So Jack, on my recent trip back to the UK I picked something up for you. I know you’re into cars, so let me hand you the keys to a 1975 Rolls Royce Silver Shadow. This is the ultimate in classic British luxury motoring, at the time it was released this was absolutely the top of the range in terms of comfort, style and quality and remains to this day a symbol of British class and sophistication. It doesn’t get better than this. With its massive V8 engine delivering 190BHP , steel frame, vacuum assisted brakes, power steering, manual 3 speed gearbox and top speed of 106mph this is a precision machine from the golden age of British motoring. Admittedly this 43 year old vehicle is no longer top of the range and can’t compete with modern day equivalents such as the high performance luxury models produced by Bentley, but for a leisurely drive through the British countryside in the most quintessentially British manner this has to be the number 1 choice. They don’t make them like this any more. The engine delivers a powerful, stately and commanding sense of control and the ride is so utterly smooth and poised that you can enjoy afternoon tea and cake with guests in the back without spilling a drop on the leather upholstery. It oozes charm, it breathes refinery, it is the epitome of retro British eccentricity. The Rolls Royce Silver Shadow.
Here are the keys Jack… just the keys I’m afraid. I can’t actually pin down the car itself… It’s somewhere… it’s definitely somewhere…
As Blind as a Bat
In episode 516 with Beatle Paul you explain the following idiom:
as blind as a bat = totally blind
I’m as blind as a bat without my glasses!
(Bats are often thought to be blind, but in fact their eyes are as good as ours – but they use their ears more at night than their eyes.)
That’s not quite true:
The following two phrases are from the English Wikipedia and explain the vision of bats
1. The eyes of most microbat species are small and poorly developed, leading to poor visual acuity, but no species is blind.
2. Megabat species often have eyesight as good as, if not better than, human vision. Their eyesight is adapted to both night and daylight vision, including some colour vision.
So what you state is true only for the subspecies megabat, whereas microbats are nearly as blind as a bat, but not quite.
Greetings from good old Germany, Heiner
Ah, thanks for the clarification. In my defence we don’t have many megabats in the UK. The majority of our bats are microbats, so perhaps that explains how the phrase entered common parlance, because in our experience our bats usually have poor eyesight, although to say that they are blind is actually not true.
But the correction still stands.
I said bats actually have good eyesight. But that only applies to megabats, whereas microbats actually do have relatively poor eyesight (although they aren’t actually blind).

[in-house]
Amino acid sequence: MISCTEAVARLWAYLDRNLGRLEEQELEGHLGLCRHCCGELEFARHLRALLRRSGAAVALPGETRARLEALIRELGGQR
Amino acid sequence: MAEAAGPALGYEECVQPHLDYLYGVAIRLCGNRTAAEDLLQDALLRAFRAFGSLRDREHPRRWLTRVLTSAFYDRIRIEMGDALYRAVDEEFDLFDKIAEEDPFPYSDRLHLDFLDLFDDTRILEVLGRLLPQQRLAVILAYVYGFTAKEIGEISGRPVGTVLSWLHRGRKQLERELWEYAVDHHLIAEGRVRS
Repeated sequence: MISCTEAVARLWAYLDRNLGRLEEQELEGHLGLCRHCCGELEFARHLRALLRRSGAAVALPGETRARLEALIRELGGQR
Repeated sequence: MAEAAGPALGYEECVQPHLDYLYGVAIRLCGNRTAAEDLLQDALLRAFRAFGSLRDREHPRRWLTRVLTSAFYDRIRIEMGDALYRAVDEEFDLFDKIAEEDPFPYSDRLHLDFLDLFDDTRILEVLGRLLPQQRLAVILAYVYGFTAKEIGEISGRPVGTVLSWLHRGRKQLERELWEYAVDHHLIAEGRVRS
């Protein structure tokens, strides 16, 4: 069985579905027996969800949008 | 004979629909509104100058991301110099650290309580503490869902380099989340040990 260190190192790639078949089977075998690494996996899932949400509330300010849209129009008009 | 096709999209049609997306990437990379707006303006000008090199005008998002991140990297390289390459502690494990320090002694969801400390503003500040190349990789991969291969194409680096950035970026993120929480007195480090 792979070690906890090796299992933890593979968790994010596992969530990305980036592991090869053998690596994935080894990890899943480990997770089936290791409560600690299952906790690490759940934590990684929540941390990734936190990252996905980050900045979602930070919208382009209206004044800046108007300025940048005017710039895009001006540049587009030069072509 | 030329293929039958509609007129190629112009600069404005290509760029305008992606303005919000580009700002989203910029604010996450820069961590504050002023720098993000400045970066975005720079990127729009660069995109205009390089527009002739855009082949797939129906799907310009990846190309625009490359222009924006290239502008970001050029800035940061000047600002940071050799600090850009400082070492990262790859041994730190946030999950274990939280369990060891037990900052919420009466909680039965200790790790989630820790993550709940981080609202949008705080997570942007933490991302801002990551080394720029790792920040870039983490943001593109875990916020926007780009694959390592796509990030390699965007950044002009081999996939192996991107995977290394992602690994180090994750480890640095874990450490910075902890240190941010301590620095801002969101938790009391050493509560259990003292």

Apologies to the microbat or megabat community for getting that one wrong!
No, but seriously, it’s good to get corrections like this in order to prevent the spread of misinformation, which happens every day.
ALSO a correction about Stephen Hawking from FB, probably more important than the bat one to be honest!
Hi, Luke, how are you? How’s your family?
I’m fine, thanks for asking. :)
I’m a med student in Brazil and as I was listening to the episode you did on Stephen Hawking, I couldn’t help but clarify some things you said about his disease. I hope you don’t mind, but since I know you are curious about almost anything, I’m sure you won’t.
You said that his kind of motor neurone disease affects the brain. It actually affects neurons outside the brain. These neurons are responsible for making our muscles produce movements (that’s why it is called a motor neurone disease). This disease is also known as ALS, which stands for amyotrophic lateral sclerosis.
You also said that his disease affected his central nervous system, but it actually affected his peripheral motor system. We have neurons throughout our bodies. Everything in the brain and in the spinal cord is our central nervous systems. Neurons outside these structures belong to the peripheral nervous system.
Do you remember the Ice Bucket Challenge? It was created to increase the awareness of ALS. And it worked! Donations coming from the challenge helped researchers at the University of Massachusetts Medical School to find out one gene that is involved in the disease. This finding can help in future therapy development.
I hope my explanation was useful and not too boring. Thank you so much for all your work in making this podcast.
Useful Japanese Cat
Dear Luke, how are you? This is Yuko, a Japanese expatriate living in New York,
and suffering from an incurable condition – “anglophilia” (Luke: an obsession or fondness for all things English).
In the episode “talking about pets”, your brother repeatedly mentioned the unusefulness of cats as opposed to dogs. (Luke: Yes, I was wondering if people would be bothered by the things that were said in that episode. James seemed to pick on small dog breeds and also vegan dog owners for some reason, and we also suggested that cats were essentially self-interested animals who somehow have managed to make us their slaves, suggesting that dogs perform far more useful roles in society in general… but…)
I just wanted to show you the exceptions.
There are some cats who worked as a station master in a Japanese train station.
Are they not amazing?
Thanks for listening!!
LEPSTERS – ASSEMBLE!